Exhibitions

Listen to the Sound of the Earth Turning: Our Wellbeing since the Pandemic
Ellen Altfest, Aono Fumiaki, Montien Boonma, Robert Coutelas, Horio Akiko, Horio Sadaharu, Iiyama Yuki, Kanasaki Masashi, Kanazawa Sumi, Koizumi Meiro, Wolfgang Laib, Zoe Leonard, Naito Masatoshi, Yoko Ono, Tsai Charwei, Guido van der Werve

The Mori Art Museum, Tokyo, is pleased to present an exhibition entitled Listen to the Sound of the Earth Turning: Our Wellbeing since the Pandemic , from Wednesday, June 29 to Sunday, November 6, 2022.

Exhibition Listen to the Sound of the Earth Turning: Our Wellbeing since the Pandemic
Artists Ellen Altfest, Aono Fumiaki, Montien Boonma, Robert Coutelas, Horio Akiko, Horio Sadaharu, Iiyama Yuki, Kanasaki Masashi, Kanazawa Sumi, Koizumi Meiro, Wolfgang Laib, Zoe Leonard, Naito Masatoshi, Yoko Ono, Tsai Charwei, Guido van der Werve
Date 29.06.2022 - 06.11.2022
Venue Mori Art Museum, Tokyo
All images courtesy by Mori Art Museum, Tokyo

Since 2020, an invisible virus has stolen away our everyday, and wrought havoc on our way of life and state of mind. Under these circumstances much artistic expression, including contemporary art, resonates more keenly than ever. Listen to the Sound of the Earth Turning explores ways to live this new life as the pandemic persists, and the nature of “ wellbeing ” that is the holistic health of both body and mind, from multiple perspectives found in contemporary art. Works on subjects with a connection to life and existence – nature and humans, the individual and society, family, the repetitious nature of daily living, the spiritual world, life and death – will encourage us to consider what it means to “ live well.” Emphasizing the type of experience only accessible in the real-life space of the museum, this exhibition will showcase approximately 140 works by sixteen artists from both home and abroad – including installations, sculptures, video, photography, paintings and more. Honing the senses and engaging with art by experiencing first-hand the materials and scale of works will prompt viewers to consider what “wellbeing” means for themselves, rather than what is suggested by others or wider society. The title of the exhibition is a quote from a piece of instruction art* by Yoko Ono and invites us to expand our consciousness to encompass all the majesty of the cosmos, reminding us that we are no more than a tiny part of its workings, and guiding us toward new ways of thinking. As we address questions of human life in the world at an essential level now that the pandemic has struck us, perhaps it is this very imagination that will present to us possibilities for the future.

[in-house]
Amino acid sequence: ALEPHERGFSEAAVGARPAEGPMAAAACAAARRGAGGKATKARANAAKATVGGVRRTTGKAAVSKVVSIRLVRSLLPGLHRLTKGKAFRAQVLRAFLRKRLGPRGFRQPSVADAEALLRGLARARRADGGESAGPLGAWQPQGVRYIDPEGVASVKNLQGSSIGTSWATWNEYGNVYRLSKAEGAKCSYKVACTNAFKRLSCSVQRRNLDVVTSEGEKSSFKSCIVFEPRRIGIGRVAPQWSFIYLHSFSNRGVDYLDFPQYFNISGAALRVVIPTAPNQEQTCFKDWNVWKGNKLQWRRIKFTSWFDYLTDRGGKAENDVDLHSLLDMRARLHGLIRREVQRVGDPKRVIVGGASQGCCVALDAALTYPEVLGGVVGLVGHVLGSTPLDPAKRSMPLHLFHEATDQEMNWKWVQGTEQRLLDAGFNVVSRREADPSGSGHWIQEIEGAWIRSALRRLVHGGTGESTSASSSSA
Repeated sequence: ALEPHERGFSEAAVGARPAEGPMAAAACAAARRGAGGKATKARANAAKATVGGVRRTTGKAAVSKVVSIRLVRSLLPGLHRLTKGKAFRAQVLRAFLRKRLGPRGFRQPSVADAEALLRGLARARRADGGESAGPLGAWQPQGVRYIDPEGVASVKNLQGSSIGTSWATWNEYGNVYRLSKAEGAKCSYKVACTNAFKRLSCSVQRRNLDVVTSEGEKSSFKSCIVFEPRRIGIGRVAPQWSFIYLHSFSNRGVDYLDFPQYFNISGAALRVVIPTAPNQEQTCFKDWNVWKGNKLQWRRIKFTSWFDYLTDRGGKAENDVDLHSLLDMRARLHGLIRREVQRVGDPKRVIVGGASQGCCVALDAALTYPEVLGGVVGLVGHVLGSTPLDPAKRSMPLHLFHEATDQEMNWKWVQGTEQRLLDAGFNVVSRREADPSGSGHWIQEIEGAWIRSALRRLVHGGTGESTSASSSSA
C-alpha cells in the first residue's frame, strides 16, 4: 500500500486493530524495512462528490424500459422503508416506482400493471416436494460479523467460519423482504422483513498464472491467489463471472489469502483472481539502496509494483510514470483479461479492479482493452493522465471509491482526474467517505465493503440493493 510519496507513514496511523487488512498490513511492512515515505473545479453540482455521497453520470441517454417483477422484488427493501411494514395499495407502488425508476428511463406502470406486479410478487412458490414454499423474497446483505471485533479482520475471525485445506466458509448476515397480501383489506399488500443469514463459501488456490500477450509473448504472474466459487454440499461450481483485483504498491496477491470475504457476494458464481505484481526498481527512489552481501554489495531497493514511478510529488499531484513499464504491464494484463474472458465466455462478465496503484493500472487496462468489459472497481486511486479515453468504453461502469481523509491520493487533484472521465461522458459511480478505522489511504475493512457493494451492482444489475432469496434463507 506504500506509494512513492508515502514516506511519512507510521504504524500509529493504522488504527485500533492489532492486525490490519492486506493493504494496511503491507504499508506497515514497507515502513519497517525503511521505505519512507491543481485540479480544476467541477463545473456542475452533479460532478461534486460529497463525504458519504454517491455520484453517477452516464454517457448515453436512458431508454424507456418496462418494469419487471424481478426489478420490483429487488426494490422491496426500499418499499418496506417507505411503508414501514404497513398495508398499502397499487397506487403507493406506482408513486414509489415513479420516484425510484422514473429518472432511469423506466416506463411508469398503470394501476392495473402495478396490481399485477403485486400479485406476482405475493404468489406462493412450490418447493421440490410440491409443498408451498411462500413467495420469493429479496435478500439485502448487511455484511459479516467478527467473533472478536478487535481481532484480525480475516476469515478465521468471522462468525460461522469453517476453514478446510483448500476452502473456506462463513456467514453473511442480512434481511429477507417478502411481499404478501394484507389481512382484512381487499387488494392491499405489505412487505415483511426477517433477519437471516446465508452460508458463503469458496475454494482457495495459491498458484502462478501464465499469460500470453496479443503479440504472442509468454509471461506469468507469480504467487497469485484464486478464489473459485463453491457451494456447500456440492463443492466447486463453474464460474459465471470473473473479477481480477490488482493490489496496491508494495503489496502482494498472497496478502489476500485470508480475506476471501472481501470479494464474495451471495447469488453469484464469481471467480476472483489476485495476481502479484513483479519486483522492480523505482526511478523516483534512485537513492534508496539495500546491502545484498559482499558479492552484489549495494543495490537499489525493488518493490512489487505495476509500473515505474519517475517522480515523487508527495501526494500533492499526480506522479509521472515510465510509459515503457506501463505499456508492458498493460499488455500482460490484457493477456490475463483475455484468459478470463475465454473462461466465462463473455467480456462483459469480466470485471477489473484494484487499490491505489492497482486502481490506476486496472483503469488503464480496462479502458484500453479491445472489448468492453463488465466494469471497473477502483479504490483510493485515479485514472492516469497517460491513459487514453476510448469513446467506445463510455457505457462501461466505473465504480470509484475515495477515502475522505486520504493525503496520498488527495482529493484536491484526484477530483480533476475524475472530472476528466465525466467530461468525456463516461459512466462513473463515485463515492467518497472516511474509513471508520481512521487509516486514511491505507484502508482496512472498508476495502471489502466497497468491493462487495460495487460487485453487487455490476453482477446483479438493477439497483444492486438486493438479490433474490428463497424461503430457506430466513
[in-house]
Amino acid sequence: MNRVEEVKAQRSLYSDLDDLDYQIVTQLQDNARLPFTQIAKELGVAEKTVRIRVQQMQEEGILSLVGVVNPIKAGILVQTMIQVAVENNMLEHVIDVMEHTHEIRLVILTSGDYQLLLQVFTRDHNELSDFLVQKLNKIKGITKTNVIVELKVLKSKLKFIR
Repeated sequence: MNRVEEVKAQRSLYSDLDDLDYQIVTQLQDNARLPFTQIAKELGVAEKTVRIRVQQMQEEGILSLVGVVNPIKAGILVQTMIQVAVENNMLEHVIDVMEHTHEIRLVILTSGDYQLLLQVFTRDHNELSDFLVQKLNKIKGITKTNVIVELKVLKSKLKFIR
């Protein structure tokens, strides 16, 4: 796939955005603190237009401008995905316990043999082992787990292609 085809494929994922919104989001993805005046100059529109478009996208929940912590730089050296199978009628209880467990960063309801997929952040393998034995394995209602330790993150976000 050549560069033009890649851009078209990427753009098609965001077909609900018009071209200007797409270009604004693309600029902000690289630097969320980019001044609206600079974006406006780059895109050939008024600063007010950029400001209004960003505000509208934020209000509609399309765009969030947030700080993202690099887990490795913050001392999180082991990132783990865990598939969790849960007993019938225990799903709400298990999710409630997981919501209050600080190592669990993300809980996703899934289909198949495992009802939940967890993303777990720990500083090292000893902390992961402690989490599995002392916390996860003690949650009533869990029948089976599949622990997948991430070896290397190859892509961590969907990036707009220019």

* A form of conceptual art where the artist’s “ instruction” or its description is the work itself.

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